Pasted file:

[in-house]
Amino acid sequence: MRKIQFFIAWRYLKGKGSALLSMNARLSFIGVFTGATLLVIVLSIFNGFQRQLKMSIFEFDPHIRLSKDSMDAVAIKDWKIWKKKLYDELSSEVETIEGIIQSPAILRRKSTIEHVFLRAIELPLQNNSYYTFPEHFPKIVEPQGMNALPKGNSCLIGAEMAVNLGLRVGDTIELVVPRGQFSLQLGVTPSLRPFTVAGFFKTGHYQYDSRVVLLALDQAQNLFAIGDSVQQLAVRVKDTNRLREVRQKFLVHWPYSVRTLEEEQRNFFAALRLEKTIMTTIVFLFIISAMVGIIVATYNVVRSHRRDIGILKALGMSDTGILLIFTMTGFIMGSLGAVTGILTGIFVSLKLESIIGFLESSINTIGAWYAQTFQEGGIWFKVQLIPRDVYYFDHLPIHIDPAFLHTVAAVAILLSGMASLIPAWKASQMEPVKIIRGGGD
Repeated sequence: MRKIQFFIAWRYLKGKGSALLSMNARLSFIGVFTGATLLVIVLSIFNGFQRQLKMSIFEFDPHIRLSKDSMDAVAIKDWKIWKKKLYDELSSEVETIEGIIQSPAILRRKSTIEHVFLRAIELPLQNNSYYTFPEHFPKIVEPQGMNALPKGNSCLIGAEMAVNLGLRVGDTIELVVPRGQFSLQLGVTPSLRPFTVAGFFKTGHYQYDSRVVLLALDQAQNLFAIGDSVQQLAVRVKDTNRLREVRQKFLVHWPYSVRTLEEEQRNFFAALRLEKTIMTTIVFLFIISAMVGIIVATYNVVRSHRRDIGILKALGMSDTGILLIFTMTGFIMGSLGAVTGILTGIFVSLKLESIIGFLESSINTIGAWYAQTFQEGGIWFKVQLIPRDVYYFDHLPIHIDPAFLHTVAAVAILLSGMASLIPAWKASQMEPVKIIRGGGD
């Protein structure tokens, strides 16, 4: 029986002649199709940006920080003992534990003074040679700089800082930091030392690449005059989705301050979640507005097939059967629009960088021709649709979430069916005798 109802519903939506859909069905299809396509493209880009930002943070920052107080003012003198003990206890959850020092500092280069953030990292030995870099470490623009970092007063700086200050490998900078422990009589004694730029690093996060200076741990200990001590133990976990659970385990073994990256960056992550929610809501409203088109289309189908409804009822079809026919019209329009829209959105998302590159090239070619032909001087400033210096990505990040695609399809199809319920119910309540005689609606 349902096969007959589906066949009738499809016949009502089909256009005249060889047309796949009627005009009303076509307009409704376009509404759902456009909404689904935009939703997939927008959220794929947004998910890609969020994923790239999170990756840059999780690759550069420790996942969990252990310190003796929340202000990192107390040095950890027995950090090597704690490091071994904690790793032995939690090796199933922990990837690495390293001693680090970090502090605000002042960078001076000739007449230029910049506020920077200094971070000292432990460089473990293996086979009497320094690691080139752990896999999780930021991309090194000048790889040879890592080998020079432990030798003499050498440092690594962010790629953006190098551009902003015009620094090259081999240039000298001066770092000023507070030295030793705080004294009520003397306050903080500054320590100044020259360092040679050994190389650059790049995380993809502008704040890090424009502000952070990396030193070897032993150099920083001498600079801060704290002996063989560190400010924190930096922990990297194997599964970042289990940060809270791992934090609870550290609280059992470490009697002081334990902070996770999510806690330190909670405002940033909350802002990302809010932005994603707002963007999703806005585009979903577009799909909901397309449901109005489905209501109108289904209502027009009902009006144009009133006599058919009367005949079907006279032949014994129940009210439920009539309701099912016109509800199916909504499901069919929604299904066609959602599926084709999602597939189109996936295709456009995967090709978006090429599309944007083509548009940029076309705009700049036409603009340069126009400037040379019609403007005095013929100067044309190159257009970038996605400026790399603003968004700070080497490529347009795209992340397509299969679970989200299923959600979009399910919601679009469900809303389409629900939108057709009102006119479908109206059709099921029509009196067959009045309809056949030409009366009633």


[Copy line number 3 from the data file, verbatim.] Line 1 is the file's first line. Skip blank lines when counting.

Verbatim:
Repeated sequence: MRKIQFFIAWRYLKGKGSALLSMNARLSFIGVFTGATLLVIVLSIFNGFQRQLKMSIFEFDPHIRLSKDSMDAVAIKDWKIWKKKLYDELSSEVETIEGIIQSPAILRRKSTIEHVFLRAIELPLQNNSYYTFPEHFPKIVEPQGMNALPKGNSCLIGAEMAVNLGLRVGDTIELVVPRGQFSLQLGVTPSLRPFTVAGFFKTGHYQYDSRVVLLALDQAQNLFAIGDSVQQLAVRVKDTNRLREVRQKFLVHWPYSVRTLEEEQRNFFAALRLEKTIMTTIVFLFIISAMVGIIVATYNVVRSHRRDIGILKALGMSDTGILLIFTMTGFIMGSLGAVTGILTGIFVSLKLESIIGFLESSINTIGAWYAQTFQEGGIWFKVQLIPRDVYYFDHLPIHIDPAFLHTVAAVAILLSGMASLIPAWKASQMEPVKIIRGGGD